I remember Ricky Warwick as the lead singer of the Almighty, but it won't surprise anyone who listens to a verse of the title track to this album that he ended up singing for Thin Lizzy too. That's not quite what this is, but it's impossible not to hear some Phil Lynott in his voice, even if it's hard to tell that that's Joe Elliott of Def Leppard behind him. There are a few guests here, including Luke Morley from Thunder, Dizzy Reed of Guns n' Roses and Andy Taylor of Duran Duran. They're dotted here and there, but the album's pretty consistent regardless.
And, like Lemmy, would have said, he plays rock 'n' roll. If we hadn't noticed a rocked up old time feel on You Don't Love with Me, it becomes obvious on Gunslinger, the only cover here. It's a Mink DeVille song, dating back to 1977, and beyond the fantastic sound that is the combination of Gary Sullivan's drums and Robbie Crane's bass, it's the rock 'n' roll that stands out and what's particularly important to note is that it doesn't sound remotely out of place following the three originals that came before it. After this, it isn't surprising to discover that on his prior covers album, he took on Eddie Cochran, Elvis Presley and the Bobby Fuller Four.
So this is rock 'n' roll heavied up to have a hard rock edge, with some punk attitude, some sleazy blues and some country emotion to spice up the gumbo. It's an interesting mix, even if what's interesting is sometimes surprising. I'd Rather Be Hit starts out a little similar to Ants Invasion, for instance, and I really wasn't expecting that. Oddly, it works though, just as the blitzkrieg approach on Never Corner a Rat works and the acoustic ballad that follows it, Time Don't Seem to Matter, on which his daughter Pepper joins him at the mike.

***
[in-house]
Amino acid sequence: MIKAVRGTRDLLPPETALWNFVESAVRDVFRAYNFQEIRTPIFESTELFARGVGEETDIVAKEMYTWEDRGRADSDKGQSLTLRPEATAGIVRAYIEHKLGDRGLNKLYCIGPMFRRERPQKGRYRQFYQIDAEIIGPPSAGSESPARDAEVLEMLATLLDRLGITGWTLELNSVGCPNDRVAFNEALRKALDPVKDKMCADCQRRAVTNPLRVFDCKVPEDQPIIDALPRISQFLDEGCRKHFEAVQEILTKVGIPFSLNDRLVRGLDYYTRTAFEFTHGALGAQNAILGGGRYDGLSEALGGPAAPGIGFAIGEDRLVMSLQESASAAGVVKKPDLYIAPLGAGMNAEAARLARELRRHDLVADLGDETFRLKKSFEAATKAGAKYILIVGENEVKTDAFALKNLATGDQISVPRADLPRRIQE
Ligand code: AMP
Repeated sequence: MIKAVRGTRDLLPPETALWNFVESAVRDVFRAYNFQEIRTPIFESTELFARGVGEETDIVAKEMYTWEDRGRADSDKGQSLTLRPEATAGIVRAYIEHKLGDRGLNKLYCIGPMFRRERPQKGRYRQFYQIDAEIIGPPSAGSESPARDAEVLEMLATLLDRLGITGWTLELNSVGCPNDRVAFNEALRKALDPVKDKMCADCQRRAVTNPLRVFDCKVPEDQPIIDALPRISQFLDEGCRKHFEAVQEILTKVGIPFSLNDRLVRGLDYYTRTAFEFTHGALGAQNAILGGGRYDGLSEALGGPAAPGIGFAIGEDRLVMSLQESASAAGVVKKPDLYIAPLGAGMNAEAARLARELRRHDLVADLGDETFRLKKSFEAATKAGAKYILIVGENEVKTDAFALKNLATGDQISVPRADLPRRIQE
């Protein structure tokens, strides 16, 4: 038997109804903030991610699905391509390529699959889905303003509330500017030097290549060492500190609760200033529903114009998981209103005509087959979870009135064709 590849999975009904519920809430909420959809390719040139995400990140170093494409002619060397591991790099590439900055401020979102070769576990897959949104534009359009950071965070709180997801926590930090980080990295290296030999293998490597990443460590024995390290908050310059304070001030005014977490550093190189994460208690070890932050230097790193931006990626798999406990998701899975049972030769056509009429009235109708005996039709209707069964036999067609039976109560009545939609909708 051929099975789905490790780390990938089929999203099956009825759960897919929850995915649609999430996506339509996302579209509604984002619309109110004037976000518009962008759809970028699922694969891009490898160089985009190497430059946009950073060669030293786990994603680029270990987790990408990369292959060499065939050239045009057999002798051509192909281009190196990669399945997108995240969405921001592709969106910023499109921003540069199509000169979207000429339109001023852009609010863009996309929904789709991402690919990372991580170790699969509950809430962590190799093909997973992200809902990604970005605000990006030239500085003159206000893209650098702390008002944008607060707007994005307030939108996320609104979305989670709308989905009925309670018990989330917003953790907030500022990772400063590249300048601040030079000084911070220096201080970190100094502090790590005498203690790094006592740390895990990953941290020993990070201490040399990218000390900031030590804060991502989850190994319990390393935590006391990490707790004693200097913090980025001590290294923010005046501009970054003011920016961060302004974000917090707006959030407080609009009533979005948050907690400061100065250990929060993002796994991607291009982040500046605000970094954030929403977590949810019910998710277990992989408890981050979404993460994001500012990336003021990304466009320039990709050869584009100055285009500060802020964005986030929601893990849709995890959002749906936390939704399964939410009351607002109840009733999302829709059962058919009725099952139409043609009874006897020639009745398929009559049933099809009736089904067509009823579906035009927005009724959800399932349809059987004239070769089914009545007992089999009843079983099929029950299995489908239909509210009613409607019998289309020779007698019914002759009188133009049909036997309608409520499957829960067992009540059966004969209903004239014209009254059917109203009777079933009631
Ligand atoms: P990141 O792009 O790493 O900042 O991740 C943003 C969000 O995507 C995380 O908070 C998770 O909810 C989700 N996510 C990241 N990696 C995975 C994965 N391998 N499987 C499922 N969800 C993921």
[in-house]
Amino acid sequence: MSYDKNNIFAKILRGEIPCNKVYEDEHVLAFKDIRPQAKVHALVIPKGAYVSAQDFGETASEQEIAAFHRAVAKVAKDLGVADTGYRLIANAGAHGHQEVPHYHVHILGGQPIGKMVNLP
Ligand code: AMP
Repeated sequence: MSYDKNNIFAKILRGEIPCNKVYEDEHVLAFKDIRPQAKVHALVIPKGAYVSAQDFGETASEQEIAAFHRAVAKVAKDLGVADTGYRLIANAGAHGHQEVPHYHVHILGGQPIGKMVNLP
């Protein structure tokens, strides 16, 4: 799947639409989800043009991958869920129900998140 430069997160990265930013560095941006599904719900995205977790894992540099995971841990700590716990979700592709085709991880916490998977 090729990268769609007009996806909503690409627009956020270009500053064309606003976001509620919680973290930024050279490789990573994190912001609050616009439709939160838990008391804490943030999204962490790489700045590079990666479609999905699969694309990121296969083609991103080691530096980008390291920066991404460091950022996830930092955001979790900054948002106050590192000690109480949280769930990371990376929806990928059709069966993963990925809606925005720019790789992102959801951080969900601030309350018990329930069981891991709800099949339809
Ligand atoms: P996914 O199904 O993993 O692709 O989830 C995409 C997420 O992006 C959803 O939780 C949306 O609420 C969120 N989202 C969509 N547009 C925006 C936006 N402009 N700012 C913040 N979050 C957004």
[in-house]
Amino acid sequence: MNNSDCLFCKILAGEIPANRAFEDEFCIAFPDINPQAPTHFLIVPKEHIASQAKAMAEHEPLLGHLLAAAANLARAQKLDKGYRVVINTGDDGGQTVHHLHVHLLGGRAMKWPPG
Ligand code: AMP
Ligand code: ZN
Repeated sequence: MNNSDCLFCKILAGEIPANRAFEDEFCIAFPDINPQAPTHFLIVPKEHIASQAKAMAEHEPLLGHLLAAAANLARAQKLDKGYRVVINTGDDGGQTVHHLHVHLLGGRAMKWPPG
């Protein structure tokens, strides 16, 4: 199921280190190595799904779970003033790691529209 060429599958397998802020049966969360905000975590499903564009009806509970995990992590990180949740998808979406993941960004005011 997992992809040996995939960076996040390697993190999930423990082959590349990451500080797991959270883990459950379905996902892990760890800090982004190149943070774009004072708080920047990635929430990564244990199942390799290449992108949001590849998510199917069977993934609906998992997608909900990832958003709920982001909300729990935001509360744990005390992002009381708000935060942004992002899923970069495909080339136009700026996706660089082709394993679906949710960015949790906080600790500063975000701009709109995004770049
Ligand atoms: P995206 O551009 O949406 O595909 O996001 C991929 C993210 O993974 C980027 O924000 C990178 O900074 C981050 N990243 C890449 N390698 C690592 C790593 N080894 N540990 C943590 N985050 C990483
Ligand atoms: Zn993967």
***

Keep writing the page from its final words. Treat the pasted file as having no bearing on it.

Six tracks in of eleven, that's appropriately the heart of this album, even if its calm singer/songwriter vibe renders it something of an interlude between halves. He covered Johnny Cash too on that covers album. Oddly, he didn't cover Thin Lizzy, because the next song, Fighting Heart, is the most overt Thin Lizzy song here amongst quite a few with a discernable Lizzy influence. Then again, Warwick was born in Northern Ireland and grew up listening to Phil Lynott. It would be more surprising if there wasn't any Lynott in his voice.
I think the first half is generally stronger than the second, but the second has Still Alive and that's an obvious highlight for me, up there with Gunslinger and Never Corner a Rat. It features Warwick's firm voice and attitude, with the return of that gorgeous combo drum/bass sound and wicked slide guitar from Keith Nelson, formerly of Buckcherry, who also produced the album. It's as emphatic as the demo of Clown of Misery, recorded over the phone, isn't (though it's interesting).
It's another overt rock 'n' roll song that wraps up the album though, the appropriately if illiterately titled Your My Rock 'n' Roll. This is the sort of song you expect to hear blaring out of the stage when you walk into the right sort of small bar. It's a simple but energetic stomper that stems as much from Joan Jett as Jerry Lee and it'll have you down the front before you grab a pint from the bar. And that has to be about the best way to end this rock 'n' roll album that I can think of.
This is Warwick's fifth solo album and, if I'm counting right, he's recorded twelve more with Black Star Riders, Circus Diablo and the Almighty. As such, it's not surprising to find that this is mature but it's good to find that it's still energetic and alive.